Review: Royal Bastards, Andrew Shvarts


Although Royal Bastards has a couple of interesting choices in terms of narration and word usage, the plot and characterization make this a great read.

In the interest of full disclosure, I’ve been interested in Royal Bastards for quite some time. Yours truly put it on her list of books to read this year and everything. Having it moved up a couple weeks, then, to just this past Tuesday, was not a problem.

As I stated back then, our protagonist is Tillandra, who ends up meeting a princess and some of her fellow bastards, used here not in the swearing sense but in the sense of “has illegitimate parentage.”

After reading the book, though, I’m of two minds on it all. On the one hand, the plot actually ends up working really well, strengthened by a couple of author Andrew Shvarts’ choices in characterization. On the other, something about the narrative voice Tilla has doesn’t gel quite as well with the chosen genre. Ultimately, I’ll come down in favor of the good, not the not-so-good, and give it 4/5 stars.

The Good

One of perhaps the best things about this book is that it allows Tilla and Lyriana, the aforementioned princess, to be friends, but it doesn’t immediately mash them together and make them best friends right away. Instead, Tilla (and, one suspects, the reader) has to come to like Lyriana and find positive things about her. Shvarts doesn’t pit them against each other, either, and although there are a couple other key relationships that matter in the novel, I’m perhaps most excited to see how Tilla and Lyriana continue growing together.

That pun might be slightly inadvertent, but it does bring me to my next point. Shvarts doesn’t waste time trying to establish every single tiny detail of how the magic system works in the world of Royal Bastards. A reader learns just enough to be dangerous. That opens up a lot of different avenues to explore in future novels, should future novels be happening. Additionally, it’s nice to not have exposition clobber a reader over the head with 12 different types of magic.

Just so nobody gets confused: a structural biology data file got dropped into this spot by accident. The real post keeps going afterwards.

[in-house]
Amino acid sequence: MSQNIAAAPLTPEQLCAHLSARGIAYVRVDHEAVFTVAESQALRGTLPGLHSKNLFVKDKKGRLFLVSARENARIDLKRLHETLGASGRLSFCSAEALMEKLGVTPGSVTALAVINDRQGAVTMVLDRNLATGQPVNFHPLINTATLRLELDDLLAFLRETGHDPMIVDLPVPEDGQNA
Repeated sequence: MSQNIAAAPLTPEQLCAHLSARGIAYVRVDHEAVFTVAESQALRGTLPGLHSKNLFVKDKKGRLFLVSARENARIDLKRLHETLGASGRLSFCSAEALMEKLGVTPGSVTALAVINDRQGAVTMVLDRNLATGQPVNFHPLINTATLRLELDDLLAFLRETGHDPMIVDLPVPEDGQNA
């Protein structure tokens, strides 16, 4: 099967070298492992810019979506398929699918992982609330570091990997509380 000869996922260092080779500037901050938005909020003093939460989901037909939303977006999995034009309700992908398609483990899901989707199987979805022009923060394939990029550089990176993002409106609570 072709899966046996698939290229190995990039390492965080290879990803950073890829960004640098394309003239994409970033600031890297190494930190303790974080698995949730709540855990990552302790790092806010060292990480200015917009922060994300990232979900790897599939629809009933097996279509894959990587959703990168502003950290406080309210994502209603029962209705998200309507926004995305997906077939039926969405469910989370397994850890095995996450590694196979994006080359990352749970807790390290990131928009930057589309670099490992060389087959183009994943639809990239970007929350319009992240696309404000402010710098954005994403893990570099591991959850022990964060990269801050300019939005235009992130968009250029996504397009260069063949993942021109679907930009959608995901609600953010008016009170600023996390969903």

Although I can’t spoil too much for the sake of this review, I particularly enjoyed how Shvarts resolved what could have become a bog-standard YA love triangle. The choices in characterization made it feel like a strong moment overall. In fact, one could even read it as addressing some issues of toxic masculinity. Hopefully, this trend also continues.

Finally, the core five characters: Tilla, Lyriana, Jax, Zell, and Miles all have their own discrete, distinct characteristics. They don’t all just magically get along, either. Tilla and Lyriana just happen to be the best example of a working friendship.

The Not-So-Good

Now we get to the part that had me scratching my head a bit. Generally, with the fantasy-style of setting Shvarts has chosen, there are, shall we say, expectations for language usage. Tilla often sounds more like a 16-year-old starring in a modern-set novel. It’s particularly apparent in her narration. However, she’s also the only narrator. It doesn’t ruin the reading experience. Moreover, Shvarts doesn’t suddenly start dropping the language shift out of nowhere. It’s right there in the first chapter, actually. Here’s an example:

"“Besides. Why would I ever walk across the courtyard like a sucker when there was an awesome hidden tunnel I could sneak through?” (Kindle location 93; page 7 in advance proof)"

Once you get used to the mix of quote-unquote “standard fantasy dialogue” and this, it’s really not bad or anything and indeed often quite funny. It just seems like a strange choice to begin with, and it asks a seasoned reader to make some adjustments to other expectations. In that sense, it actually serves one of the greater points of the novel about how things should be and how they actually are.

The Recommendation

Royal Bastards left me eager to see what comes next. (In case you may not have noticed, I would actually like there to be a next novel here.) It has a lot going for it, provided that you can adjust to the different word choices Shvarts employs throughout.

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Royal Bastards is out now via Disney Hyperion.